Side note: Two of the best books regarding nature and “eco-poetry,” in my opinion, are John Elder’s Reading the Mountains of Home and Jonathan Bate’s The Song of the Earth.  It took me a few starts to get through Elder’s book; in it he analyzes Frost’s “Directive” while traveling and exploring Vermont and reflecting on the link between past and present, nature and person, poetry and place. Only after attending a lecture by Paul Muldoon on Frost’s “Directive” was I able to go back and understand Reading the Mountains of Home. I have to admit though, I need all the help I can get when I comes to the analysis of anything.  As for The Song of the Earth, it is a book that I could read many times and get something more from it each time. Full of historical, cultural, and literary connections to ecology, the environment, and nature, the book provides a detailed overview of why poetry IS the song of the earth.

RELATED LINKS (Poems, Places, Books, Videos, Events, etc.):
What is Eco Poetry – a blog post from The Poetry Foundation
Black Nature: Four Centuries of African American Nature Poetry – an excellent anthology recommended by Tim Seibles
One of my go-to poems that tells me what a poem should/could be, from the above anthology: Down From the House of Magic, by Cyrus Cassells
Walt Whitman and the earth – A study of eco poetics
Conference on Ecopoetics, Berkeley – This just ended on Feb. 24, but is an annual conference held every February.
An Ecopoetry Anthology


Last night I saw Lincoln. This morning I cannot help but think of the horrors this country has wrought upon so many men, women, and children.  Lincoln had so much to overcome. And we have so much more to do.


under gourd,
I mean ground, I mean
over, over the rainbow, o-

Pen the door and write the windows, sing the sky and play

the clouds up and down and in and out between the sheets and souls of all before, after,

intertwined as wisps of memory that snake in and curl like spirals of smoke we can never quite get rid of no matter how much we want

to pretend things didn’t happen; it’s all there, pungent and yellow under our fingernails, black lines of dirt settled in to the cracks of our palms, blood red in the whites of our eyes as we tie a ribbon around the old oak tree.

Fibonacci Sequence

Leonardo of Pisa, or Fibonacci as he came to be known, wrote a book in 1202 entitled Liber abaci (The Book of the Abacus). In it he discussed the breeding patterns of rabbits. From this discussion and the pattern that he explained, we have what is known as the Fibonacci sequence of numbers that describes a certain pattern of growth, a sequence found in nature.

Fibonacci pattern shown in a sunflower

The first two digits of the pattern are 0 and 1. The following digit is always the sum of the previous two. Therefore, the third number would be 1 (0+1), the fourth 2 (1+1), the fifth number 3 (2+1), the sixth number in the sequence is 5 (3 + 2) so that the pattern appears as 0, 1, 1, 2, 3, 5, 8, 13, 21, 34, 55, and so on and so on.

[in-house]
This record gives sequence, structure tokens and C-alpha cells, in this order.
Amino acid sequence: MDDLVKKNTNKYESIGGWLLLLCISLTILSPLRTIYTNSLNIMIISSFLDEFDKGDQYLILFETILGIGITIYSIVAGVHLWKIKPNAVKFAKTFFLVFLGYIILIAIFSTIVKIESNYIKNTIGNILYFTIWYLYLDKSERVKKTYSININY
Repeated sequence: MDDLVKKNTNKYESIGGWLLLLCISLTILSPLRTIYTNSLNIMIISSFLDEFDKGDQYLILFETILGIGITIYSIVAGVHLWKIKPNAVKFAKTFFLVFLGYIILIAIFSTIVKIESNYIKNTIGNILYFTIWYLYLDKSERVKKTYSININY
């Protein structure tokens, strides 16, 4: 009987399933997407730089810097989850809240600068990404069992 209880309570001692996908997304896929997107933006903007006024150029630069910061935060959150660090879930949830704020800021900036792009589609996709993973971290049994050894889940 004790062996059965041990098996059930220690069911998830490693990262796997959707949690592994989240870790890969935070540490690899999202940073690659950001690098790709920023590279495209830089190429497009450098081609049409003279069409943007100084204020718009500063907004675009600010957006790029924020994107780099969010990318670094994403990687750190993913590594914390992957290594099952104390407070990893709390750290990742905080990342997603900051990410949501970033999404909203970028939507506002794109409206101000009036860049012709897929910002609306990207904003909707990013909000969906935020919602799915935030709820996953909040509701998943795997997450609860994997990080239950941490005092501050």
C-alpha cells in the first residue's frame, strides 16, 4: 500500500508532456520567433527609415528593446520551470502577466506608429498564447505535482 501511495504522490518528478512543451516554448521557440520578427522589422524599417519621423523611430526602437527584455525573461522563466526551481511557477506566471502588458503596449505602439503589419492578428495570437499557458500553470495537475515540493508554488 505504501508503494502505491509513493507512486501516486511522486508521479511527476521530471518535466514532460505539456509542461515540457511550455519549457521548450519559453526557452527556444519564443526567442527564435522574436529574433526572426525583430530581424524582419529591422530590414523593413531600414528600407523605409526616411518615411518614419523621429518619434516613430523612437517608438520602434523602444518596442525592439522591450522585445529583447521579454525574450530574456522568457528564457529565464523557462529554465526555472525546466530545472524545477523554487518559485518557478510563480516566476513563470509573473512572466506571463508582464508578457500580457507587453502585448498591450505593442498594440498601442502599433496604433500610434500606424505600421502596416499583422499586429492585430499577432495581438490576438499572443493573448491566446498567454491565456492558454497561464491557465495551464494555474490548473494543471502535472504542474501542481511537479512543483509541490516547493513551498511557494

To me, what is amazing about the sequence isn’t its mathematics  (although that is pretty amazing as it is connected with, among other things I don’t understand, Pascal’s triangle, Euclid’s algorithm, and the golden ratio or ϕ). To me, what is amazing about the Fibonacci sequence is the visual expression of it in nature, including in the human body. As Lori Bailey Cunningham explains in her book, The Mandala, “to see an example of the ratio right now, just look at your hands. The lengths of the bones in your hands relate to the ratios in the first four numbers of the Fibonacci sequence” (178).  And that’s just the start of it. We’ve all seen Leonardo da Vinci’s drawing “Vitruvian Man” that he made over 500 years ago.

Proportions according to Fibonacci sequence

The proportions of this ideal man are based on geometry involving the Fibonacci sequence. In addition to examples from the proportions of our bodies, the Fibonacci sequence appears in many flowers such as sunflowers, dahlias, and chamomile as well as many fruits such as artichoke, pineapple and pinecones, and in other instances as diverse as the stems of trees, seashells, and hurricanes.

Fibonacci pattern shown in Hurricane Sandy

So what does this have to do with poetry? Believe it or not, the Fibonacci poem, or “Fib” is now an actual style of poem with a significant following. Websites, including the one below in “Related Links” have been created for the sole purpose of sharing Fibs. In these poems, the first six numbers in the sequence, less the starting point of zero (1, 1, 2, 3, 5, 8), are each given a syllable count in a line. This results in a compressed haiku-like poem of six lines with a total of 20 syllables.  Explore Muse Pie Press and you’ll see some spectacular little poems.

Fibonacci pattern in a seashell

But it’s also fun to push it a little further. Where does the poem lead when another line of 13 syllables is added, and then an additional sequence of 24 syllables, and then 55 syllables? Suddenly there are connections everywhere.

Related Links (Poems, Places, Books, Videos, Events, etc.):
Fibonacci poems (Muse Pie Press)
The Mandala Book by Lori Bailey Cunningham – a great book about patterns in nature, all connected to the mandala, “an integrated structure organized around a unifying structure.”
Lincoln Movie: